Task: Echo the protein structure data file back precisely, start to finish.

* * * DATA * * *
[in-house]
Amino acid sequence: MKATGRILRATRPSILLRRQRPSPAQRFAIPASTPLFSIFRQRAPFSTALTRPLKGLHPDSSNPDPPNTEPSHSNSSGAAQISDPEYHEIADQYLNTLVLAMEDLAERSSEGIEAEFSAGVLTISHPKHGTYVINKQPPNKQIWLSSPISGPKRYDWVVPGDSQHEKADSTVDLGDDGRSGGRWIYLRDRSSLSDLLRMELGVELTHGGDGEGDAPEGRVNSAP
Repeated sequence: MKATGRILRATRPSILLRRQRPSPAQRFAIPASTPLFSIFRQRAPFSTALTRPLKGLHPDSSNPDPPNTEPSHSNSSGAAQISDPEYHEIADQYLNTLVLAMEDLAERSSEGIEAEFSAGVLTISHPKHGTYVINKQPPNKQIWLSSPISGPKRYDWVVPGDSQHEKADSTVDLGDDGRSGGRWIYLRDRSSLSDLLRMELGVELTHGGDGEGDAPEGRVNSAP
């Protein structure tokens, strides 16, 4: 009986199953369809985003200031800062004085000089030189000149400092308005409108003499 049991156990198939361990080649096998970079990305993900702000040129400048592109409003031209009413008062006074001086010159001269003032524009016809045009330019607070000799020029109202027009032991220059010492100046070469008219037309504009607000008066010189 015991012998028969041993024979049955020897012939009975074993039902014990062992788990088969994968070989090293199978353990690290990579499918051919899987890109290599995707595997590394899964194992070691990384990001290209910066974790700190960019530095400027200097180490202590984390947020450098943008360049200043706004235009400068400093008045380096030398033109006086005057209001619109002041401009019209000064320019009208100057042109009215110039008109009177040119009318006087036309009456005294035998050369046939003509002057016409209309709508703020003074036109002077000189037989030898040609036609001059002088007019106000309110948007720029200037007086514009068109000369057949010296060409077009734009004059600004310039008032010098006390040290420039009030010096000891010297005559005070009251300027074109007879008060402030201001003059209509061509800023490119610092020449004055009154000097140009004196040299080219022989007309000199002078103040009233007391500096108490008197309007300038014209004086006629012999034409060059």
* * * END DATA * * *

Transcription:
[in-house]
Amino acid sequence: MKATGRILRATRPSILLRRQRPSPAQRFAIPASTPLFSIFRQRAPFSTALTRPLKGLHPDSSNPDPPNTEPSHSNSSGAAQISDPEYHEIADQYLNTLVLAMEDLAERSSEGIEAEFSAGVLTISHPKHGTYVINKQPPNKQIWLSSPISGPKRYDWVVPGDSQHEKADSTVDLGDDGRSGGRWIYLRDRSSLSDLLRMELGVELTHGGDGEGDAPEGRVNSAP
Repeated sequence: MKATGRILRATRPSILLRRQRPSPAQRFAIPASTPLFSIFRQRAPFSTALTRPLKGLHPDSSNPDPPNTEPSHSNSSGAAQISDPEYHEIADQYLNTLVLAMEDLAERSSEGIEAEFSAGVLTISHPKHGTYVINKQPPNKQIWLSSPISGPKRYDWVVPGDSQHEKADSTVDLGDDGRSGGRWIYLRDRSSLSDLLRMELGVELTHGGDGEGDAPEGRVNSAP
């Protein structure tokens, strides 16, 4: 009986199953369809985003200031800062004085000089030189000149400092308005409108003499 049991156990198939361990080649096998970079990305993900702000040129400048592109409003031209009413008062006074001086010159001269003032524009016809045009330019607070000799020029109202027009032991220059010492100046070469008219037309504009607000008066010189 015991012998028969041993024979049955020897012939009975074993039902014990062992788990088969994968070989090293199978353990690290990579499918051919899987890109290599995707595997590394899964194992070691990384990001290209910066974790700190960019530095400027200097180490202590984390947020450098943008360049200043706004235009400068400093008045380096030398033109006086005057209001619109002041401009019209000064320019009208100057042109009215110039008109009177040119009318006087036309009456005294035998050369046939003509002057016409209309709508703020003074036109002077000189037989030898040609036609001059002088007019106000309110948007720029200037007086514009068109000369057949010296060409077009734009004059600004310039008032010098006390040290420039009030010096000891010297005559005070009251300027074109007879008060402030201001003059209509061509800023490119610092020449004055009154000097140009004196040299080219022989007309000199002078103040009233007391500096108490008197309007300038014209004086006629012999034409060059």